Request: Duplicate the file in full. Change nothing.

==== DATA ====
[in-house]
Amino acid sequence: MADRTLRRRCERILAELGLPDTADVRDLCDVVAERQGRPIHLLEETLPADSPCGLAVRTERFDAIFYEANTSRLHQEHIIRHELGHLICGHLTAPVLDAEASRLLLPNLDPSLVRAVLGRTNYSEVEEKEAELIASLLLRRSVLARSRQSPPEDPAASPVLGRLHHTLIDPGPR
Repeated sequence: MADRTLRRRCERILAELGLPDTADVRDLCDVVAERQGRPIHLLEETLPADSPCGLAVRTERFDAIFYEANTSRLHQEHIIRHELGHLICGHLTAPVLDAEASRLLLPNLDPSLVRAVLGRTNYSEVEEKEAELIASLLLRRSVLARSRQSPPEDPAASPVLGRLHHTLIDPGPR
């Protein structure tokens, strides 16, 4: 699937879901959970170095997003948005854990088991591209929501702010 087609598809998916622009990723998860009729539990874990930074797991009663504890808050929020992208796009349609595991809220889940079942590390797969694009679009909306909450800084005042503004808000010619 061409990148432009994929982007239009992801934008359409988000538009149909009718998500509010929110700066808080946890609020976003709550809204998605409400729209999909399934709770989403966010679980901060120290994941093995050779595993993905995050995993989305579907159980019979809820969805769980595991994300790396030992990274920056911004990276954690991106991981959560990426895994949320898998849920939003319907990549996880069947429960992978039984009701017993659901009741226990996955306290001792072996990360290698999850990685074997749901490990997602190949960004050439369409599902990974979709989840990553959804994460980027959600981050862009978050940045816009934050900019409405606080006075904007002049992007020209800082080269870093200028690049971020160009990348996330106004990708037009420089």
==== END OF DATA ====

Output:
[in-house]
Amino acid sequence: MADRTLRRRCERILAELGLPDTADVRDLCDVVAERQGRPIHLLEETLPADSPCGLAVRTERFDAIFYEANTSRLHQEHIIRHELGHLICGHLTAPVLDAEASRLLLPNLDPSLVRAVLGRTNYSEVEEKEAELIASLLLRRSVLARSRQSPPEDPAASPVLGRLHHTLIDPGPR
Repeated sequence: MADRTLRRRCERILAELGLPDTADVRDLCDVVAERQGRPIHLLEETLPADSPCGLAVRTERFDAIFYEANTSRLHQEHIIRHELGHLICGHLTAPVLDAEASRLLLPNLDPSLVRAVLGRTNYSEVEEKEAELIASLLLRRSVLARSRQSPPEDPAASPVLGRLHHTLIDPGPR
């Protein structure tokens, strides 16, 4: 699937879901959970170095997003948005854990088991591209929501702010 087609598809998916622009990723998860009729539990874990930074797991009663504890808050929020992208796009349609595991809220889940079942590390797969694009679009909306909450800084005042503004808000010619 061409990148432009994929982007239009992801934008359409988000538009149909009718998500509010929110700066808080946890609020976003709550809204998605409400729209999909399934709770989403966010679980901060120290994941093995050779595993993905995050995993989305579907159980019979809820969805769980595991994300790396030992990274920056911004990276954690991106991981959560990426895994949320898998849920939003319907990549996880069947429960992978039984009701017993659901009741226990996955306290001792072996990360290698999850990685074997749901490990997602190949960004050439369409599902990974979709989840990553959804994460980027959600981050862009978050940045816009934050900019409405606080006075904007002049992007020209800082080269870093200028690049971020160009990348996330106004990708037009420089």